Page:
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Helotes: cornfields to Wal-Mart?

Helotes residents arrived early for a recent meeting of the City's planning and zoning commission, and for good reason. The Helotes City Council had locked out many of them during a previous vote to remove a moratorium that would allow Wal-Mart to build a store at the corner of Bandera and Scenic Loop roads.

The patrolman handed out slips of paper at the entrance. The seating limit of about 55 persons would be strictly enforced.

John Allan, one of the founders of the Helotes Heritage Association, opponents of the Wal-Mart proposal, lamented that his dog Millie was banned from City Council Chambers; she had been a regular at the meetings before Allan filed to campaign against Mayor Steve Hodges after the Wal-Mart issue surfaced.

Those who managed to squeeze in, including at least four city council members, were in for a treat. Mayo Galindo, a former assistant city attorney for San Antonio and a longtime counsel for various smaller cities in the area, addressed the Helotes master development plan.

"Wal-Mart is inconsistent with your master plan," he said, explaining that Helotes was allowed to incorporate in the 1980s by special legislation. Helotes was located in San Antonio's extraterritorial jurisdiction. "San Antonio lobbyists were asleep, and they didn't catch the bill."

Galindo explained that cities generally adopt a set of "organic laws" regarding development within their limits, including a comprehensive land use plan, a zoning ordinance and a subdivision ordinance, all designed to prevent development from adversely impacting the community.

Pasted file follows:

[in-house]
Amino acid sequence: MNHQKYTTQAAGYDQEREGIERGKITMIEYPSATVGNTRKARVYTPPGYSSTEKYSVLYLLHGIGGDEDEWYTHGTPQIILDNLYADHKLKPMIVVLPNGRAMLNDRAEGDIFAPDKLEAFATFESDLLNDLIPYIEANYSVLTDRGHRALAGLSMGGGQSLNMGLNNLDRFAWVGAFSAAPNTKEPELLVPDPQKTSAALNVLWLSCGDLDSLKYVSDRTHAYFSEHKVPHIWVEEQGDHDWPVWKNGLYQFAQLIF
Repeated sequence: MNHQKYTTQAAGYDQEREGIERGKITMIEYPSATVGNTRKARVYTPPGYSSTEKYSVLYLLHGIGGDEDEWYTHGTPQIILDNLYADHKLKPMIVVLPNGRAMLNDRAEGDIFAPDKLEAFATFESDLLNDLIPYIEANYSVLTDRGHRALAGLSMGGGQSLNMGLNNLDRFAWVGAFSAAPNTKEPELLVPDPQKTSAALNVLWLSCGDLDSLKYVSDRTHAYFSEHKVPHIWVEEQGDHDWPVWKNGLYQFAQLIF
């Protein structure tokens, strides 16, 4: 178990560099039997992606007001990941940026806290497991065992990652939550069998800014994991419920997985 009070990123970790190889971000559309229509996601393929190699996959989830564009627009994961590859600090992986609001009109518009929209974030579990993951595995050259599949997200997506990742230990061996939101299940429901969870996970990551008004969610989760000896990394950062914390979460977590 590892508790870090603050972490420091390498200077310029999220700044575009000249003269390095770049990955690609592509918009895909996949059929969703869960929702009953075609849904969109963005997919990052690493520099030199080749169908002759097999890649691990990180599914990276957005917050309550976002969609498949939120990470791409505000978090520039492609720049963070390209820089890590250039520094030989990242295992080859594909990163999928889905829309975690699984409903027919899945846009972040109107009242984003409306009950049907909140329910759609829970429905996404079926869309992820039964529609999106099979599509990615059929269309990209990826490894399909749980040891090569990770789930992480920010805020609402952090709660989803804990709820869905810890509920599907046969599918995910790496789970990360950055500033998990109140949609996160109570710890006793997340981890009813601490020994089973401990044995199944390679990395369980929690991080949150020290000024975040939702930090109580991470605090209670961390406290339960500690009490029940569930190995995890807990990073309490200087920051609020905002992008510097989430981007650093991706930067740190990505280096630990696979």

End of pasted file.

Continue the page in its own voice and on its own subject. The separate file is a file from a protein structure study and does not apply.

"New development must be harmonious with the rest of the city," said Galindo. And the Helotes master plan outlines a residential suburb with a rustic atmosphere. Its intent is to "protect residents from the ill effects of urbanization."

The Wal-Mart planned for the Helotes ETJ is 200,000 square feet; Galindo said there is not enough room for parking, nor could the intersection of Scenic Loop and Bandera roads accommodate increased traffic. "The answer is 'no."'

Galindo further pointed out that the Helotes Fire Department would be hard-pressed to protect a development the size of Wal-Mart. The promised revenue from sales tax would quickly be gobbled up by the purchase of fire-fighting equipment that could handle a major fire. "Look at the enormity of what it does to the city ... the sales tax revenue would be eaten up by providing services," he said.

As a general-law city, Helotes would be able to annex the Wal-Mart property only if the company requests. "If they stay in the county, the city won't get one red cent."

Helotes City Attorney David Earl is well-known for representing development interests, but agreed with Galindo about the master plan. "The laws say follow the land use plan when platting property, the planning and zoning commission should follow the Helotes master plan."

He added it was likely that if the city denied a plat for the Wal-Mart project, the city likely would be sued in district court. Would Wal-Mart go away? "I have no idea," Earl said.

The P&Z commission took no action during the meeting on the Wal-Mart issue, but it attracted the attention, and attendance of one of Helotes' founding City Council members; Guy Barnett.

Barnett, who served two terms during the early days of Helotes, when it had to adopt zoning laws, arrange franchise agreements with cable television and other entities, and negotiate with TXDoT for a traffic light on Bandera Road, says he believes Wal-Mart is a "bad idea, but I don't know what to do about it."

With the architect and former councilman weighing in on the issue, the Helotes Heritage Association members who attended the meeting were reminded that the intention behind this small suburb on the edge of the Hill Country was to avoid the urban sprawl that has plagued San Antonio.

Said Barnett: "I can't imagine a Wal-Mart at that corner."

By Michael Cary


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